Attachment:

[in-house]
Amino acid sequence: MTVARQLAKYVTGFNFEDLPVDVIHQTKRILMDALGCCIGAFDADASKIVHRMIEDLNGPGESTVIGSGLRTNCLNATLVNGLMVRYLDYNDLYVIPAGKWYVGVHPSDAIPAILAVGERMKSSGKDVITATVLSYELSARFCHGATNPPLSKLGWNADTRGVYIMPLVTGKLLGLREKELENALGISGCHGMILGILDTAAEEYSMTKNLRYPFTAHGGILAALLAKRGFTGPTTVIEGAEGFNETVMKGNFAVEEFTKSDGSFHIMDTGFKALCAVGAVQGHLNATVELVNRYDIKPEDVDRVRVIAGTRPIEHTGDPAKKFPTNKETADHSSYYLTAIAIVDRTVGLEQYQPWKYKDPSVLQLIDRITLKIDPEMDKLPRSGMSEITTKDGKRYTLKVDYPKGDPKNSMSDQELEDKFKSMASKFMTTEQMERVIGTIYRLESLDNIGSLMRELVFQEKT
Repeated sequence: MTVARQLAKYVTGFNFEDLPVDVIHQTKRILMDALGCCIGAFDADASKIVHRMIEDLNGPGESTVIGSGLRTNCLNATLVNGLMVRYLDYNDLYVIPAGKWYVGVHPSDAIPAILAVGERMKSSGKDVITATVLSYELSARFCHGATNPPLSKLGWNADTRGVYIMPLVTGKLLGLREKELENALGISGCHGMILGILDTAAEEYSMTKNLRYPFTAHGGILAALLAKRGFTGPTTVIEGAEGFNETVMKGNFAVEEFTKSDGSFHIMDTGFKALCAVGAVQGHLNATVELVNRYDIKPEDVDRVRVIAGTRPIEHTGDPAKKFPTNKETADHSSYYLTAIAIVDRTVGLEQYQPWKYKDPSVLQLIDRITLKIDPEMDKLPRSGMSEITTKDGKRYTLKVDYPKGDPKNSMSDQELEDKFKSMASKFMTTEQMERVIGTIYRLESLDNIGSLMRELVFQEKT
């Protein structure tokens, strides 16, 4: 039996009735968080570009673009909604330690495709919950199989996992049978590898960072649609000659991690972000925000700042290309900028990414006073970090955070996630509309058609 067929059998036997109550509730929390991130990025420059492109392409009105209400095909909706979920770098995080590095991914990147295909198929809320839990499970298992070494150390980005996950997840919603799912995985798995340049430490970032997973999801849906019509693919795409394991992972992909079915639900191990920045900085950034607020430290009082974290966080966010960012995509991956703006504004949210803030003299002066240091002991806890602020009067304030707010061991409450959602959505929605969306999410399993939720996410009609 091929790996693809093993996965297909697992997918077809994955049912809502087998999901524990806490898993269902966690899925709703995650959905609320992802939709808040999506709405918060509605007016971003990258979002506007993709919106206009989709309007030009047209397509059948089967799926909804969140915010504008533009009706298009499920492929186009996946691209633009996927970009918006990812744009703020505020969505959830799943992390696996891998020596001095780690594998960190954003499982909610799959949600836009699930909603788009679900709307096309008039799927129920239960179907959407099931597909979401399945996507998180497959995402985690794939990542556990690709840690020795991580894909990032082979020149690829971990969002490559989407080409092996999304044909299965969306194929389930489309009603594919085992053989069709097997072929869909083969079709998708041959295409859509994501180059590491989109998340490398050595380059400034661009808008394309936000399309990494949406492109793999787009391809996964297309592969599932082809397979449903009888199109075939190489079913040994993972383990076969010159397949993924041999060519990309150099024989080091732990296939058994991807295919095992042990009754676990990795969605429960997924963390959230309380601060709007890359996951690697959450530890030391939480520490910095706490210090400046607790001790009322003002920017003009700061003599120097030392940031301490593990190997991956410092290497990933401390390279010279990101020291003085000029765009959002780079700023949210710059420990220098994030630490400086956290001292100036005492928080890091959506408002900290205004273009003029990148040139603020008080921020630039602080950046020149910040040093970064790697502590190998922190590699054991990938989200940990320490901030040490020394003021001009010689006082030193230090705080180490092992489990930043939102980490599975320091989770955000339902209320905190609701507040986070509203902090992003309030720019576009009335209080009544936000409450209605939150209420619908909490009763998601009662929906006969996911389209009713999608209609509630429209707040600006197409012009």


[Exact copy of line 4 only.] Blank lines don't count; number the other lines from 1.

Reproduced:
């Protein structure tokens, strides 16, 4: 039996009735968080570009673009909604330690495709919950199989996992049978590898960072649609000659991690972000925000700042290309900028990414006073970090955070996630509309058609 067929059998036997109550509730929390991130990025420059492109392409009105209400095909909706979920770098995080590095991914990147295909198929809320839990499970298992070494150390980005996950997840919603799912995985798995340049430490970032997973999801849906019509693919795409394991992972992909079915639900191990920045900085950034607020430290009082974290966080966010960012995509991956703006504004949210803030003299002066240091002991806890602020009067304030707010061991409450959602959505929605969306999410399993939720996410009609 091929790996693809093993996965297909697992997918077809994955049912809502087998999901524990806490898993269902966690899925709703995650959905609320992802939709808040999506709405918060509605007016971003990258979002506007993709919106206009989709309007030009047209397509059948089967799926909804969140915010504008533009009706298009499920492929186009996946691209633009996927970009918006990812744009703020505020969505959830799943992390696996891998020596001095780690594998960190954003499982909610799959949600836009699930909603788009679900709307096309008039799927129920239960179907959407099931597909979401399945996507998180497959995402985690794939990542556990690709840690020795991580894909990032082979020149690829971990969002490559989407080409092996999304044909299965969306194929389930489309009603594919085992053989069709097997072929869909083969079709998708041959295409859509994501180059590491989109998340490398050595380059400034661009808008394309936000399309990494949406492109793999787009391809996964297309592969599932082809397979449903009888199109075939190489079913040994993972383990076969010159397949993924041999060519990309150099024989080091732990296939058994991807295919095992042990009754676990990795969605429960997924963390959230309380601060709007890359996951690697959450530890030391939480520490910095706490210090400046607790001790009322003002920017003009700061003599120097030392940031301490593990190997991956410092290497990933401390390279010279990101020291003085000029765009959002780079700023949210710059420990220098994030630490400086956290001292100036005492928080890091959506408002900290205004273009003029990148040139603020008080921020630039602080950046020149910040040093970064790697502590190998922190590699054991990938989200940990320490901030040490020394003021001009010689006082030193230090705080180490092992489990930043939102980490599975320091989770955000339902209320905190609701507040986070509203902090992003309030720019576009009335209080009544936000409450209605939150209420619908909490009763998601009662929906006969996911389209009713999608209609509630429209707040600006197409012009």